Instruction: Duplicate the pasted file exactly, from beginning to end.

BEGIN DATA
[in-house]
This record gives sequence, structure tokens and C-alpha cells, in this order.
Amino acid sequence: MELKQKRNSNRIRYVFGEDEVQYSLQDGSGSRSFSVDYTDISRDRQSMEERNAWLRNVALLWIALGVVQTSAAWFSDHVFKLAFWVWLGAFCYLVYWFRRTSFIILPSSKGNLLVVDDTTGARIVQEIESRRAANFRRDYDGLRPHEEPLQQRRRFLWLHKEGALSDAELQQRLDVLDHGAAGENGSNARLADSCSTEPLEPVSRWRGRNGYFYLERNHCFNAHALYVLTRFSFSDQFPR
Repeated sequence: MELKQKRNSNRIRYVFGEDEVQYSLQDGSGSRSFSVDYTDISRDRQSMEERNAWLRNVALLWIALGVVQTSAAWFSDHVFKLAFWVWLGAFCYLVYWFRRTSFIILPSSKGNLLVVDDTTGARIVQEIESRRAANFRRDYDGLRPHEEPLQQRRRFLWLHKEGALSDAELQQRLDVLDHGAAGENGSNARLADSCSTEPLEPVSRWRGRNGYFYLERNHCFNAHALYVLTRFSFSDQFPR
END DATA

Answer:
[in-house]
This record gives sequence, structure tokens and C-alpha cells, in this order.
Amino acid sequence: MELKQKRNSNRIRYVFGEDEVQYSLQDGSGSRSFSVDYTDISRDRQSMEERNAWLRNVALLWIALGVVQTSAAWFSDHVFKLAFWVWLGAFCYLVYWFRRTSFIILPSSKGNLLVVDDTTGARIVQEIESRRAANFRRDYDGLRPHEEPLQQRRRFLWLHKEGALSDAELQQRLDVLDHGAAGENGSNARLADSCSTEPLEPVSRWRGRNGYFYLERNHCFNAHALYVLTRFSFSDQFPR
Repeated sequence: MELKQKRNSNRIRYVFGEDEVQYSLQDGSGSRSFSVDYTDISRDRQSMEERNAWLRNVALLWIALGVVQTSAAWFSDHVFKLAFWVWLGAFCYLVYWFRRTSFIILPSSKGNLLVVDDTTGARIVQEIESRRAANFRRDYDGLRPHEEPLQQRRRFLWLHKEGALSDAELQQRLDVLDHGAAGENGSNARLADSCSTEPLEPVSRWRGRNGYFYLERNHCFNAHALYVLTRFSFSDQFPR